“All the kids in my neighborhood were actively being recruited by the Navy, hard. And this was during Desert Storm. They were selling me wolf tickets, telling me I’d be able to play in the Navy band. They didn’t tell me I was going to be on a boat in the Persian Gulf getting my head shot off,” he says. “Even though I was in an arts school, I was unaware that you could get a scholarship playing music. I was heavily considering going [into the Navy].”
Once he learned of scholarships, he set his eyes on Juilliard but was rejected. Embraced by Oberlin, University of Miami and University of Michigan, Freeman opted for Texas Southern University. “They gave me a free apartment and it was across the street from the church I played at.”
Freeman was now a high-school graduate with a clear path ahead.
For James Martin, a New Orleans native whose father played the clarinet and saxophone (and served as the drum major at De La Salle High School), pursuing music never felt like a choice. “There was always music in the house. I wanted to play guitar in the Archbishop Rummel High School band. The band director at the time had this rule: You couldn’t be in the jazz band unless you were also in the concert band or marching band. Of course, there’s no guitar. So I chose the saxophone and I fell in love with it.”
Martin entered the New Orleans Center for Creative Arts (N.O.C.C.A.) where his career launched when he began playing with Trombone Shorty. He opted to stay in New Orleans and enrolled at Loyola University.
“Katrina hit on what was supposed to be the first day of my senior year at Loyola. I kinda took that semester off. There wasn’t a lot of anything going on in town, so I was just at home a bunch, not going to school, not gigging, just writing. I think that kind of changed my course a little bit,” he says. “Writing became more of a focal point as opposed to just playing the saxophone.”
Freeman’s college experience was also abruptly interrupted, though not due to a storm. Already enrolled at TSU, he performed with his jazz combo at the Hyatt Regency in Houston a few weeks after graduation from high school. They opened for Ellis Marsalis.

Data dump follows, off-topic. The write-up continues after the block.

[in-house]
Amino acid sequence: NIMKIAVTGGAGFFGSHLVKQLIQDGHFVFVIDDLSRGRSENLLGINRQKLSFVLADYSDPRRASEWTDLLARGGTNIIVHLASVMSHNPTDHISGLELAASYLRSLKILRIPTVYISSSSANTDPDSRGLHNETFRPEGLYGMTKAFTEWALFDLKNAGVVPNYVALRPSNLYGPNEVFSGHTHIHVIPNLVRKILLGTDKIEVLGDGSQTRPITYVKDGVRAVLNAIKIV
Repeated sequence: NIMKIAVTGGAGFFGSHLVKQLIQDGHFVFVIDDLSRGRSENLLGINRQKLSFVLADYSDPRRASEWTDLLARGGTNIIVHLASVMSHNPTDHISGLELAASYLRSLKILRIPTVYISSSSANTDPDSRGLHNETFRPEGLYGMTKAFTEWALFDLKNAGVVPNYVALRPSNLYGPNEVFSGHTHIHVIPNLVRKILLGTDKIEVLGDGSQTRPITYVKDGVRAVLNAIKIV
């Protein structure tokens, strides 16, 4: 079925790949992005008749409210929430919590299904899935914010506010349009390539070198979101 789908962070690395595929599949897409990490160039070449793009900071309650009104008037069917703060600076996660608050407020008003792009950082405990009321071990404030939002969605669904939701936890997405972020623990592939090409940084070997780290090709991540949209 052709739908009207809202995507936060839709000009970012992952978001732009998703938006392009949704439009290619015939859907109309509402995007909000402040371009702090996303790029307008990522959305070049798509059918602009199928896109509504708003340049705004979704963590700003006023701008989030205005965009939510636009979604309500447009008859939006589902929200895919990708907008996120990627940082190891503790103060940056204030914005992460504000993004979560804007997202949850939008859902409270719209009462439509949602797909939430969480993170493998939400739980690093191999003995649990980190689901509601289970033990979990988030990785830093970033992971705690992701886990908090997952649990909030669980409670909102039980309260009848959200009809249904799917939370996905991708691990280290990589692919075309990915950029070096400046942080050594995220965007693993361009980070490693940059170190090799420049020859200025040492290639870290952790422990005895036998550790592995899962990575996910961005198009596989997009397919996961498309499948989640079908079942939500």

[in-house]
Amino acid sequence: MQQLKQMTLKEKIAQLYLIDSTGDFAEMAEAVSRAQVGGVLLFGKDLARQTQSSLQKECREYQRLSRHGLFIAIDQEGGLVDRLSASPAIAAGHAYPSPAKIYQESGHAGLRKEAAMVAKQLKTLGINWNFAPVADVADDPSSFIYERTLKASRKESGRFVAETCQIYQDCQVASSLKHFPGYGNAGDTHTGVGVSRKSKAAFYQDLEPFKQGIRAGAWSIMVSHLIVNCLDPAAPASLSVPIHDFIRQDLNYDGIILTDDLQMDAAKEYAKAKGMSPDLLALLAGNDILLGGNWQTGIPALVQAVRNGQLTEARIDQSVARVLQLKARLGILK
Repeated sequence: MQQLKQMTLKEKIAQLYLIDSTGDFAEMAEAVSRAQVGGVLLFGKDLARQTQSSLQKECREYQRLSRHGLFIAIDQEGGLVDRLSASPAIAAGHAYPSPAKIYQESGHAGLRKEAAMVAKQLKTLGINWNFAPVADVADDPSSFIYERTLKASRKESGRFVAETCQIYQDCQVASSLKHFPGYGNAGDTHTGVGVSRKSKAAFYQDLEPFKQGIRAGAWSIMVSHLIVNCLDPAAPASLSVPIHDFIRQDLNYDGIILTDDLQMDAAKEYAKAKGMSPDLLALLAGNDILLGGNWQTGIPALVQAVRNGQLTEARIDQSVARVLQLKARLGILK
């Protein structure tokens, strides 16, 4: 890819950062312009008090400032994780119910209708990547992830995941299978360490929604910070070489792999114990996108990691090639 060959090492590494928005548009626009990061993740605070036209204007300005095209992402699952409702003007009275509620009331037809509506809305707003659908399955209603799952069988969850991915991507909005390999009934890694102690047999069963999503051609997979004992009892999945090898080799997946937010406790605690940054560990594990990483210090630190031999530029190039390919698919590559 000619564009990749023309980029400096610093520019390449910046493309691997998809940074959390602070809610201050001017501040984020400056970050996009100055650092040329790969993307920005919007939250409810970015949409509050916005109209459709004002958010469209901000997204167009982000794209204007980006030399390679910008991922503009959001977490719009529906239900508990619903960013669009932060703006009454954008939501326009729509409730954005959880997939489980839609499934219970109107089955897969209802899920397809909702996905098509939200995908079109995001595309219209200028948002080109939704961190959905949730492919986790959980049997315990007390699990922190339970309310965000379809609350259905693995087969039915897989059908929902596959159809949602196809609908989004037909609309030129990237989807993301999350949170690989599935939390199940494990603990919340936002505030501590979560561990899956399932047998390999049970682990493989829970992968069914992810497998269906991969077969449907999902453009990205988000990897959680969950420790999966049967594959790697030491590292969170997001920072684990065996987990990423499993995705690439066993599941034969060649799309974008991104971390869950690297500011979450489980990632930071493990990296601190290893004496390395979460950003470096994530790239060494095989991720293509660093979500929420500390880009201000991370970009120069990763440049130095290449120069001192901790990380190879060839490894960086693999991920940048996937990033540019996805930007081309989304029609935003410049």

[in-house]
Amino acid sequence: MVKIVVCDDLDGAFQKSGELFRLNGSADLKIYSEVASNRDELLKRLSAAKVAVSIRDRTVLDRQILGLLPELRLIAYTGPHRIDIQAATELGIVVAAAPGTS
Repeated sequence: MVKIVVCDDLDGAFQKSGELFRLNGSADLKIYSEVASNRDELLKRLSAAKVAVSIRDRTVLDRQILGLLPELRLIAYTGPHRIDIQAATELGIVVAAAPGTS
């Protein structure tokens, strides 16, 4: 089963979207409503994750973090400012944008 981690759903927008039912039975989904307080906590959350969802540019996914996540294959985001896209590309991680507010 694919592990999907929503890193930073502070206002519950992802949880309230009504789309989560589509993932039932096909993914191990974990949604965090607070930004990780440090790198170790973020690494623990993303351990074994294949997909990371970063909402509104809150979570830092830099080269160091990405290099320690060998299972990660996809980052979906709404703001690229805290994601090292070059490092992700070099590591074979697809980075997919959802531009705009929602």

“Turns out, [Dr. Charles] Blanc, who was head of the music department at UNO at the time, was college roommates with my high school band director,” says Freeman. “Ellis approached me and said ‘I don’t know who you know at my school, but they’re telling me you get a full scholarship.’
“My mom got wind of this. She just heard ‘full scholarship’ and she was, like, ‘I called them people and she said you can move in to the dorms, tomorrow. Greyhound bus. Bye. Your uncle will bring your shit next week.’” Freeman became a UNO student overnight.
Ten years later, Martin first became aware of Freeman while subbing for Kermit Ruffins with Trombone Shorty. It was around 2002, when Martin was a senior in high school. Freeman, who was in the midst of a years-long tenure as a member of Kermit’s Barbecue Swingers, remembers that night with a clarity belying the thousands of gigs worth of memories he has stored. “It was a Funky Butt gig [defunct music club on Rampart Street]. Joey Peebles, who played bass drums [for Trombone Shorty] was only 13 and his mom wouldn’t let him come to the bar. So I was subbing for a 13-year-old [laughs].”
When Glen David Andrews called Freeman to say he needed a drummer for a 2015 summer tour, Freeman was momentarily hesitant. He asked Andrews who else was in the band and, upon hearing Martin’s name, warmed up to the idea. “I was like, ‘I’ll do it if I can room with that guy.’ I wanted to pick his brain and find out about him. Like, what’s up with James Martin? Let me find out about this cat.” Martin had been performing with Andrews regularly since 2012, the same year he released his debut solo album, Blue (two songs from his 2017 solo effort, Something’s Gotta Give, appear on Soul).
By the time the Andrews tour ended, Freeman and Martin (and McKee) began molding the MFG Trio into something more permanent than an extemporaneously built band.
“When we started doing the MFG Trio by accident, it sounded good. It was fun and it made sense,” James remembers. “We were doing gigs as the Trio but pretty much simultaneously, Derrick had started Soul. I was not yet a part of the band at that point. We went to record the Trio and then we just started calling in more musicians and it became something beyond what just the Trio is. Around the same time, I started playing with Soul and then we became an actual thing, doing tours all over the place. It took precedence over the Trio. So the MFG recording was on the back burner for a while. The recordings we originally did with the Trio kind of formed into this makeshift Soul album that we have.”
For Freeman, shaping Soul Brass Band with Martin signifies the end of a dream deferred. “I had quit Kermit’s band about two months before Katrina. Kermit got back fast after the storm hit and called me. He said, ‘I got gigs, come home.’ I was like, ‘Fuck it. I’m in your band again.’ We started playing at Bullet’s in January of ’06. From then until 2014, that was my life, [a life] which I didn’t want.”